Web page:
morose

adjective
mo·​rose | \ mə-ˈrōs How to pronounce morose (audio) , mȯ-\

Definition of morose

1 : having a sullen and gloomy disposition
2 : marked by or expressive of gloom

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Other Words from morose

morosely adverb
moroseness noun
morosity \ mə-​ˈrä-​sə-​tē How to pronounce morosity (audio) , mȯ-​ \ noun

Choose the Right Synonym for morose

sullen, glum, morose, surly, sulky, crabbed, saturnine, gloomy mean showing a forbidding or disagreeable mood. sullen implies a silent ill humor and a refusal to be sociable. remained sullen amid the festivities glum suggests a silent dispiritedness. a glum candidate left to ponder a stunning defeat morose adds to glum an element of bitterness or misanthropy. morose job seekers who are inured to rejection surly implies gruffness and sullenness of speech or manner. a typical surly teenager sulky suggests childish resentment expressed in peevish sullenness. grew sulky after every spat crabbed applies to a forbidding morose harshness of manner. the school's notoriously crabbed headmaster saturnine describes a heavy forbidding aspect or suggests a bitter disposition. a saturnine cynic always finding fault gloomy implies a depression in mood making for seeming sullenness or glumness. a gloomy mood ushered in by bad news

Examples of morose in a Sentence

She thought of the bootlegger at home—a raddled, skinny old man, morose and suspicious. He sat on his front step with a shotgun on Halloween night. — Alice Munro, Runaway, 2004 We have little finished footage to go by, but enough to give us pause: an exquisite clip of Rochefort, sitting with a book in the half-darkness, his eyes wet, gleaming, and morose. — Anthony Lane, New Yorker, 3 Feb. 2003 I have never known if Momma sent for us, or if the St. Louis family just got fed up with my grim presence. There is nothing more appalling than a constantly morose child. — Maya Angelou, I Know Why the Caged Bird Sings, 1969 He became morose and withdrawn and would not talk to anyone. those morose job seekers who have grown accustomed to rejection
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Recent Examples on the Web

At the rose ceremony (no cocktail party, a morose Chris Harrison informs the men), Luke gets to stay, along with Jed, Mike, and Connor, meaning that Dylan and Dustin get the boot. Joyce Chen, refinery29.com, "The Bachelorette Season 15 Episode 7: Free Falling," 25 June 2019 The subtext of spousal abuse, coupled with a tragic fate that befalls one of the store’s workers, lends the film, by Thomas Stuber, a melancholy tone bordering on the morose. The Washington Post, The Mercury News, "Review: Exploring love while working the night-shift," 21 June 2019 Similar elements suffuse the morose Euphoria, which stars actor-singer-author-activist Zendaya as 17-year-old drug addict Rue Bennett. Judy Berman, Time, "In HBO’s Bleak Gen Z Drama, Euphoria Is the Opposite of Happiness," 13 June 2019 Quirky neon signs decorate the sets, adding a playful element to the occasionally morose -- especially Renjun's heartfelt tears -- mood. Tamar Herman, Billboard, "NCT Dream & Hrvy 'Don't Need Your Love' On New Collab: Watch," 6 June 2019 Probably one of the more out-there plot lines for a romantic comedy, Harold and Maude revolves around a morose teenage boy who is extremely obsessed with death. Danny Murphy, Marie Claire, "Recasted: Who Would Star in a Reboot of Harold and Maude?," 12 Feb. 2019 But the narrator, Kim — a morose romantic who has a rocky home life, practices Wicca, avoids gym class and falls in love with her English teacher, Ms. Archer — keeps the tone winningly adolescent. Nicole Lamy, New York Times, "Dear Match Book: Hidden Gems," 27 Mar. 2018 But No Shame is mostly more morose and less fun than that. Philly.com, "Album reviews: Nine Inch Nails, Lily Allen, Angelique Kidjo," 21 June 2018 Lots of actors in this role are morose, even comatose. Chris Jones, chicagotribune.com, "In the old-school 'Buried Child,' Sam Shepard understood what still pains Illinois," 17 May 2018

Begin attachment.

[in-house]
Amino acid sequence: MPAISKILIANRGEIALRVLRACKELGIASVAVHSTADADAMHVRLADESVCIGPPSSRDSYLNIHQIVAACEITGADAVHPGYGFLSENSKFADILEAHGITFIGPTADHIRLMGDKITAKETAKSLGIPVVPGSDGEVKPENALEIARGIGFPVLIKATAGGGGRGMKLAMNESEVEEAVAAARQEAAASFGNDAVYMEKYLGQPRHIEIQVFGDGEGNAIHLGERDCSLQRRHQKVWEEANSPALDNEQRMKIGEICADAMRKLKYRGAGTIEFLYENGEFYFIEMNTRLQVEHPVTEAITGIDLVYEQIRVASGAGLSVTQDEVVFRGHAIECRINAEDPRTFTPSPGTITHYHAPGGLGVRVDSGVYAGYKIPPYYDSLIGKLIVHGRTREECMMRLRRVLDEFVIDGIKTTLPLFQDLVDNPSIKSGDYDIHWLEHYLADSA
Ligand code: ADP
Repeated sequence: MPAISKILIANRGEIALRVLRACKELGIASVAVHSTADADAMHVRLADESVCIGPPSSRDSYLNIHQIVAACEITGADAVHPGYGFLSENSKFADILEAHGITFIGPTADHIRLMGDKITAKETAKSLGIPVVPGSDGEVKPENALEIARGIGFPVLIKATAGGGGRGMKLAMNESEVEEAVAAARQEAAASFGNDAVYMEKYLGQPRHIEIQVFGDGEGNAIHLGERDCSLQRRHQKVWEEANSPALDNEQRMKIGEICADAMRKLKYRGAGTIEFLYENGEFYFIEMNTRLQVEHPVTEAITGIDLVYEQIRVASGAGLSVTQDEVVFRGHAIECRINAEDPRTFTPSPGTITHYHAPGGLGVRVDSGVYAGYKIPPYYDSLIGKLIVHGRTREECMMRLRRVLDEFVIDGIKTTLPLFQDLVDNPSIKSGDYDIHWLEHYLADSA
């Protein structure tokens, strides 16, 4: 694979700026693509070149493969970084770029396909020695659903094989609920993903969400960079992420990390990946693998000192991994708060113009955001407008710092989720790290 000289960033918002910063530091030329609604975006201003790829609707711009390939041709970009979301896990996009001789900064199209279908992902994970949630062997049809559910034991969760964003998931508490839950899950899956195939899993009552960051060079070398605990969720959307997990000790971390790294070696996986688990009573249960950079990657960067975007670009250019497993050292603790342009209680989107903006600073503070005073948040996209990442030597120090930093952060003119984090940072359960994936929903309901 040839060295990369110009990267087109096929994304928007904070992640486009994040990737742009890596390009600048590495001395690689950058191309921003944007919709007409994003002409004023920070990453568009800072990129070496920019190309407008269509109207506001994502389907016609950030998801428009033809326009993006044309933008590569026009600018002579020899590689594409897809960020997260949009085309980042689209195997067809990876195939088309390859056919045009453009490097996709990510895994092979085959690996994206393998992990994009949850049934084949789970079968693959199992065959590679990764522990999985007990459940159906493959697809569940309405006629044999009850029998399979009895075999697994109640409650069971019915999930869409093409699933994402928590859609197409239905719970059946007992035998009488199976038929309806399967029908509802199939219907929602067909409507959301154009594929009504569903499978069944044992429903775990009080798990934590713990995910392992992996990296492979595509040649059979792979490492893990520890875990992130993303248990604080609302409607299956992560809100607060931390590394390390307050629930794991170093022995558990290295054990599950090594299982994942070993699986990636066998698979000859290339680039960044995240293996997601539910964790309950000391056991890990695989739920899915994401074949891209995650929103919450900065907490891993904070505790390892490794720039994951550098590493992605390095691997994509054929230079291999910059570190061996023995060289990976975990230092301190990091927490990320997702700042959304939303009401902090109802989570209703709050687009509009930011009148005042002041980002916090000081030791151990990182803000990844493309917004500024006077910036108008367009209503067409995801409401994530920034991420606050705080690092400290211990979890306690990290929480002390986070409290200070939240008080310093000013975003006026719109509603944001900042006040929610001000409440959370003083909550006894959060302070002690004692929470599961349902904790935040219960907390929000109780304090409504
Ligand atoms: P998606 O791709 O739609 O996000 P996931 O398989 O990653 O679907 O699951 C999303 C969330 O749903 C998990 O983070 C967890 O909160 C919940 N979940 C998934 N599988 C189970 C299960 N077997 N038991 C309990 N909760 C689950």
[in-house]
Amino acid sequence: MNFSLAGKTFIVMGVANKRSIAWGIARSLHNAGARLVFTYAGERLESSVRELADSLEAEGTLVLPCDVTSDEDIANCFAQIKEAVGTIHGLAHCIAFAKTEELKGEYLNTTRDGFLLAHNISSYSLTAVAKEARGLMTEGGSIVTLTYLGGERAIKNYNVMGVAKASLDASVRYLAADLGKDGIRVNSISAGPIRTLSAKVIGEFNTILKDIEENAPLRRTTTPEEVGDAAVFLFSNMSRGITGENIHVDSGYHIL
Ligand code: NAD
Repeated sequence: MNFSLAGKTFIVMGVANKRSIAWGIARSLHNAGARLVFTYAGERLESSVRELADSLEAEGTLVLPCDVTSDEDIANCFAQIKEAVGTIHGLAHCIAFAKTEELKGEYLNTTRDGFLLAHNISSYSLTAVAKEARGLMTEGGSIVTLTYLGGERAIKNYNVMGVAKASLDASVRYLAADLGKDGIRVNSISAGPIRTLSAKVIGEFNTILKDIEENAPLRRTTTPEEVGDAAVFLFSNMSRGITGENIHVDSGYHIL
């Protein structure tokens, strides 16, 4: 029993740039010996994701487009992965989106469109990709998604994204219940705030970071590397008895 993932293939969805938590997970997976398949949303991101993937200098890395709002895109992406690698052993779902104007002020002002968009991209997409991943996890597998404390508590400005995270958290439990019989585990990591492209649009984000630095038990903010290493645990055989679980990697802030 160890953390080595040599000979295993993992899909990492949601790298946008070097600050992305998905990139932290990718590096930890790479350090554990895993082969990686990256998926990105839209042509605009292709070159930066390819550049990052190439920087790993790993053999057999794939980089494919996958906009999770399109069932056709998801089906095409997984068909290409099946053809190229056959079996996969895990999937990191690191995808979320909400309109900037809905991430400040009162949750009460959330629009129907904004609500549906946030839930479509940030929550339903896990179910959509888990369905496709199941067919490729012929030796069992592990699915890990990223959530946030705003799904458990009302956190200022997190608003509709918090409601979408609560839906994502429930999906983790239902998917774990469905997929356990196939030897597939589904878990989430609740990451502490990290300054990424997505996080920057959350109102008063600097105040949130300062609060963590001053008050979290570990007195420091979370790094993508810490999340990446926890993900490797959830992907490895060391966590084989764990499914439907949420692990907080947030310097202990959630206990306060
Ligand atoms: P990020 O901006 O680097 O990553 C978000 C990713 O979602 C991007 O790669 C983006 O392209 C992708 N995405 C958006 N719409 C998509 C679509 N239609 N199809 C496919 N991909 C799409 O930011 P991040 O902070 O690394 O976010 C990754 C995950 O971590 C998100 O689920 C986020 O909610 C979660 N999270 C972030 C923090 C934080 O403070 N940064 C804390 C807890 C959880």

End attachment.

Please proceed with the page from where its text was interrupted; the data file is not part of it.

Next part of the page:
These example sentences are selected automatically from various online news sources to reflect current usage of the word 'morose.' Views expressed in the examples do not represent the opinion of Merriam-Webster or its editors. Send us feedback.

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First Known Use of morose

1565, in the meaning defined at sense 1

History and Etymology for morose

Latin morosus, literally, capricious, from mor-, mos will

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Dictionary Entries near morose

Moronidae

Moropus

moror

morose

morosoph

Morotoco

Morovis

Statistics for morose

Last Updated

7 Jul 2019

Look-up Popularity

Time Traveler for morose

The first known use of morose was in 1565

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More Definitions for morose

morose

adjective

English Language Learners Definition of morose

of a person : very serious, unhappy, and quiet
: very sad or unhappy

morose

adjective
mo·​rose | \ mə-ˈrōs How to pronounce morose (audio) , mȯ-\

Kids Definition of morose

: very serious, unhappy, and quiet She became morose and spoke to no one.

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More from Merriam-Webster on morose

Rhyming Dictionary: Words that rhyme with morose

Thesaurus: All synonyms and antonyms for morose

Spanish Central: Translation of morose

Nglish: Translation of morose for Spanish Speakers

Britannica English: Translation of morose for Arabic Speakers

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